What the GAO found
In its April 2022 report, the GAO found that the four select agencies it reviewed did not have procedures outlining how political interference in scientific decision-making should be reported and addressed. These agencies within the Department of Health and Human Services (HHS) are: the Centers for Disease Control and Prevention (CDC), the Food and Drug Administration (FDA), the National Institutes of Health (NIH), and the Office of the Assistant Secretary. for Preparedness and Response (ASPR).
The absence of specific procedures may explain why the four selected agencies did not identify any formally reported internal allegations of potential political interference in scientific decision-making from 2010 to 2021. Through semi-structured interviews and a confidential hotline , CDC, FDA, and NIH employees told the GAO they observed incidents they perceived as political interference, but did not report them for various reasons. These reasons included not knowing how to report problems, believing that agency leaders already knew about it, and fearing retaliation.
The four selected agencies – CDC, FDA, NIH and ASPR – train staff on certain topics related to scientific integrity, such as public health ethics, but only the NIH includes information on political interference in the scientific decision-making as part of his training.
Why GAO Did This Study
Since 2007, Congress and several administrations have taken steps to ensure that federal science agencies have scientific integrity policies and procedures that, among other things, protect against the suppression or alteration of scientific findings for scientific purposes. policies. The GAO has defined scientific integrity as the use of scientific evidence and data to make policy decisions based on established scientific methods and processes, which are not inappropriately influenced by political considerations and which are shared with the public if necessary.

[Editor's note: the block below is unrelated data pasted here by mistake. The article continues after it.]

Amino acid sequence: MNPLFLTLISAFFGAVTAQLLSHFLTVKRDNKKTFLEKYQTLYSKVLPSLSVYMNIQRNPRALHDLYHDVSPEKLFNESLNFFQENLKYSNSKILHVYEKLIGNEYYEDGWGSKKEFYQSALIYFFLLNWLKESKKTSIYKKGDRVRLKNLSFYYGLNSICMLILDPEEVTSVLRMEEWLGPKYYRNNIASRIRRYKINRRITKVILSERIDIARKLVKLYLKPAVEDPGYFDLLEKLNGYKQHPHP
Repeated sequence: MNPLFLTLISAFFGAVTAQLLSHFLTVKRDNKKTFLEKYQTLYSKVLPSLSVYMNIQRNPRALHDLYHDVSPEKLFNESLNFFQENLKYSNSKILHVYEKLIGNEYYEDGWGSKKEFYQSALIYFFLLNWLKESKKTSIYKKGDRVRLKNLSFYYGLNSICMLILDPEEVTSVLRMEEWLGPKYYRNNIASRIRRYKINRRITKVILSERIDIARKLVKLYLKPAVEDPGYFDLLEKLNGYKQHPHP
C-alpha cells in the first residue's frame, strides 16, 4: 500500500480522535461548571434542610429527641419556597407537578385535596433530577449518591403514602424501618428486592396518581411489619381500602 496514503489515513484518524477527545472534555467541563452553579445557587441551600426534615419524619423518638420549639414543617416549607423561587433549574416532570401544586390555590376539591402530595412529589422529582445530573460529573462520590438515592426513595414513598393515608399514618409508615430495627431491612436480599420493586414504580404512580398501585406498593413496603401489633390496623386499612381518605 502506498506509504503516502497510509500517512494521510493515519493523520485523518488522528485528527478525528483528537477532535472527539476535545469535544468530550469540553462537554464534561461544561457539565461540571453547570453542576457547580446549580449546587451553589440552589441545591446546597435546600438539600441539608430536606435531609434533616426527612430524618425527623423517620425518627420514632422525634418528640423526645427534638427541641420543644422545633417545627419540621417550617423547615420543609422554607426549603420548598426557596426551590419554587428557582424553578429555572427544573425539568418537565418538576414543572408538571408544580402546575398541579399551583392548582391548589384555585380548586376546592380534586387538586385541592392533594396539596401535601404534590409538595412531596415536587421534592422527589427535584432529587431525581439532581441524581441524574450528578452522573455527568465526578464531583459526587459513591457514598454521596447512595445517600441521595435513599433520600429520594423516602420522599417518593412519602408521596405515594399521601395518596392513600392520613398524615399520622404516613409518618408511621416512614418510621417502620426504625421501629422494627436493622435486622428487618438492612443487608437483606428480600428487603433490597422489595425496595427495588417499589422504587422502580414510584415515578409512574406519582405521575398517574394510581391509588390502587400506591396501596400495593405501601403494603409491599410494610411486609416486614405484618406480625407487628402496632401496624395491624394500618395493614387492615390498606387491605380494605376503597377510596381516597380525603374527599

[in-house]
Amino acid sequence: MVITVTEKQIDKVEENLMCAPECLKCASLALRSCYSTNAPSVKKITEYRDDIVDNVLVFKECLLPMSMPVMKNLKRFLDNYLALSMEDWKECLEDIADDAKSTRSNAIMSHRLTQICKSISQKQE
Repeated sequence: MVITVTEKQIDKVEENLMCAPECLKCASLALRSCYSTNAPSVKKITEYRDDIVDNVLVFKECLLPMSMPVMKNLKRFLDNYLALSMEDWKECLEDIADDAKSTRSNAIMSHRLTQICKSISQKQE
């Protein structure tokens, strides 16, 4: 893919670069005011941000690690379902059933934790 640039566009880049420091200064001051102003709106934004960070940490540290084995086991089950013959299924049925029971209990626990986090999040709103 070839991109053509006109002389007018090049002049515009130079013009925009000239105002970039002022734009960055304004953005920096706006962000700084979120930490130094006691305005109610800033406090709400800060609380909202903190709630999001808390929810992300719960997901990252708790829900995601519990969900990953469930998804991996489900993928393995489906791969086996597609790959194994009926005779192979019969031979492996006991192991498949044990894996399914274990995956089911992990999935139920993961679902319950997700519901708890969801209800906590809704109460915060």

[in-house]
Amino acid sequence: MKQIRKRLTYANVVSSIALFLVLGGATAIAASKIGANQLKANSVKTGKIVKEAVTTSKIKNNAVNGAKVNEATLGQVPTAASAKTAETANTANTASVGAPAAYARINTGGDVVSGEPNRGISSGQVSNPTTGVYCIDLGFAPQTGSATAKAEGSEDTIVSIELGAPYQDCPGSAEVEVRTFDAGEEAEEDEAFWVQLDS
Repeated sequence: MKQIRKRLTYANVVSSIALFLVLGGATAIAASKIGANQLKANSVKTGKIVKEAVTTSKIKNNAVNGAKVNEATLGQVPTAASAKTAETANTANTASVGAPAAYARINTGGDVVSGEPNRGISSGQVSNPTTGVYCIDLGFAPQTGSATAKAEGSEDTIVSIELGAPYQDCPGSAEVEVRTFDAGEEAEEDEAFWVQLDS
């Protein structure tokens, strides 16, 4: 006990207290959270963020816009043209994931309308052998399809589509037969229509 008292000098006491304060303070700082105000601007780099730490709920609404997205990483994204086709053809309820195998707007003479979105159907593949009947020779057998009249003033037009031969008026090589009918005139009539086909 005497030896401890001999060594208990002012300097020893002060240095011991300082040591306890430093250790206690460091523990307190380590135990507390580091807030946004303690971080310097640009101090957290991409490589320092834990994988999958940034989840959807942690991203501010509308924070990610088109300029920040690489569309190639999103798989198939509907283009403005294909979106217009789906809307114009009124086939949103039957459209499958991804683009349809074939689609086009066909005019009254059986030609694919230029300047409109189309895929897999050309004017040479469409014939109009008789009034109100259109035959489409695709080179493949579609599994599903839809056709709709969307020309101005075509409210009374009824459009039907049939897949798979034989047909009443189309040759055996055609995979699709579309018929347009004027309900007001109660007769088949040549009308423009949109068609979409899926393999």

This testimony summarizes the April 2022 GAO Report on Scientific Integrity (GAO-22-104613). This report examined the procedures in place at the CDC, FDA, NIH, and ASPR to deal with allegations of political interference in scientific decision-making and the extent to which agencies have received such allegations. It also examined the training provided by the selected agencies on scientific integrity policies and procedures, including those related to political interference. GAO analyzed agency science integrity policies, procedures, and training; interviewed agency managers and employees, which included executives and non-executives; and deployed a confidential hotline.